The truth is, no matter where you give birth you need to be sure you are with a trained, compassionate, prepared provider. For some, that will be a hospital with an Obstetrician. For others, that will at home with a Midwife. Still others will give birth at a birthing center run by midwives who work in conjunction with doctors. And for a very few, it will mean birthing at home with an Obstetrician – yes, that still happens in some places. All of these options are okay. All of these options are safe. All of these options are risky.

No matter what you decide regarding the place and way you give birth, you should be able to understand and respect the choices of someone else, especially another mom. If someone nearly loses their child at home and that makes them want to deliver in a hospital next time, we should be understanding, rather than, “Told you so!” or “You must not have done homebirth right.” And if someone has an awful hospital experience that leaves her traumatized, even if the mom and baby are okay, we should support her, not tell her to suck it up because she and her baby are alive. Shouldn’t we want more than just “not dead” when it comes to the care surrounding one of life’s largest events?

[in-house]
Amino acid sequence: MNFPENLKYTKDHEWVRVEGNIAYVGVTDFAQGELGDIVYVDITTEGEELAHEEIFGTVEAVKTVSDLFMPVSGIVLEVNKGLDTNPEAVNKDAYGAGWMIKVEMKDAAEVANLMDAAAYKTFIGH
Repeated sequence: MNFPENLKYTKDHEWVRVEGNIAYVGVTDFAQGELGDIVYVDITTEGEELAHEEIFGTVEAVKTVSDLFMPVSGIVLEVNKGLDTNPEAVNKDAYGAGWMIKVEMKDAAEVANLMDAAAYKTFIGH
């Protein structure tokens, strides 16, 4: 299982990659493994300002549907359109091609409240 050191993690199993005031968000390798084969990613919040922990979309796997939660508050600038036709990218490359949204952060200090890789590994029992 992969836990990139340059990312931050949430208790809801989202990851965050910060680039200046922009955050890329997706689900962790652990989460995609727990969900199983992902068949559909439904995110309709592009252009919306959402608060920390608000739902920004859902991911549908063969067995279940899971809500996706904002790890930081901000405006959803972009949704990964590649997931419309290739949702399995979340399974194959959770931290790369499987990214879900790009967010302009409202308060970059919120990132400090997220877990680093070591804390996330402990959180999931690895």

We have to change the conversation around birth. Not all hospital births are doomed to end in trauma for mother and/or baby, and not all home births are peaceful. Most people seem to latch onto one side or the other and use individual stories to further their own preconceived notions. Birth can be beautiful, no matter the location. Birth can be risky, no matter the location. What matters most at the end of the day is that the mother is informed about her options and chooses the setting that she feels is the safest, best option for both mother and baby.

It is time we stop blindly defending our side and work together to improve birth for all women.

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Myndee is a 35ish year old New Orleans area native. She's an author, speaker and self-love advocate. As an introverted extrovert, Myndee loves being part of the generation where most of her friends live in her computer. She and her husband, Luis, live just outside the city with their three kids.